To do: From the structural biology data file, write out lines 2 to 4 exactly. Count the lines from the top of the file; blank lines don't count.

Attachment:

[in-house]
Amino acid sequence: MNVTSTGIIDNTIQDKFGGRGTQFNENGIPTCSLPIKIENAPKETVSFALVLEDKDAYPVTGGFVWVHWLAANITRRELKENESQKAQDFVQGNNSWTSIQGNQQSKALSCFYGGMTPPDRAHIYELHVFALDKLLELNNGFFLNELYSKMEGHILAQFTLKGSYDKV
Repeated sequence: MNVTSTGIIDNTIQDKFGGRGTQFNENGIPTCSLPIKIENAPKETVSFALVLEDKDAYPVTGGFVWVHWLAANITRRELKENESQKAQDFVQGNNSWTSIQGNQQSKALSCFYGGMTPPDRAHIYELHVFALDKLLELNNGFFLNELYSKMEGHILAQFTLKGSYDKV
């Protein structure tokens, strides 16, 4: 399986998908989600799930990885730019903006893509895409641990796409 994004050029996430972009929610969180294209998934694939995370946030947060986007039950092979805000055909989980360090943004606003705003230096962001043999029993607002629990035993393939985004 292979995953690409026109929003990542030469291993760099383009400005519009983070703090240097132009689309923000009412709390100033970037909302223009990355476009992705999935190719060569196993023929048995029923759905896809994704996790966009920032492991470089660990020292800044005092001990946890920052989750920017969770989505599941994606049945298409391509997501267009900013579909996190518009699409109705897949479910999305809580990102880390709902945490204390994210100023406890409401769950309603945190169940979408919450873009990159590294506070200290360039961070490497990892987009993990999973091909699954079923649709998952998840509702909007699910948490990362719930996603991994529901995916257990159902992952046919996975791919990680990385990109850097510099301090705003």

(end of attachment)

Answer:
Amino acid sequence: MNVTSTGIIDNTIQDKFGGRGTQFNENGIPTCSLPIKIENAPKETVSFALVLEDKDAYPVTGGFVWVHWLAANITRRELKENESQKAQDFVQGNNSWTSIQGNQQSKALSCFYGGMTPPDRAHIYELHVFALDKLLELNNGFFLNELYSKMEGHILAQFTLKGSYDKV
Repeated sequence: MNVTSTGIIDNTIQDKFGGRGTQFNENGIPTCSLPIKIENAPKETVSFALVLEDKDAYPVTGGFVWVHWLAANITRRELKENESQKAQDFVQGNNSWTSIQGNQQSKALSCFYGGMTPPDRAHIYELHVFALDKLLELNNGFFLNELYSKMEGHILAQFTLKGSYDKV
């Protein structure tokens, strides 16, 4: 399986998908989600799930990885730019903006893509895409641990796409 994004050029996430972009929610969180294209998934694939995370946030947060986007039950092979805000055909989980360090943004606003705003230096962001043999029993607002629990035993393939985004 292979995953690409026109929003990542030469291993760099383009400005519009983070703090240097132009689309923000009412709390100033970037909302223009990355476009992705999935190719060569196993023929048995029923759905896809994704996790966009920032492991470089660990020292800044005092001990946890920052989750920017969770989505599941994606049945298409391509997501267009900013579909996190518009699409109705897949479910999305809580990102880390709902945490204390994210100023406890409401769950309603945190169940979408919450873009990159590294506070200290360039961070490497990892987009993990999973091909699954079923649709998952998840509702909007699910948490990362719930996603991994529901995916257990159902992952046919996975791919990680990385990109850097510099301090705003």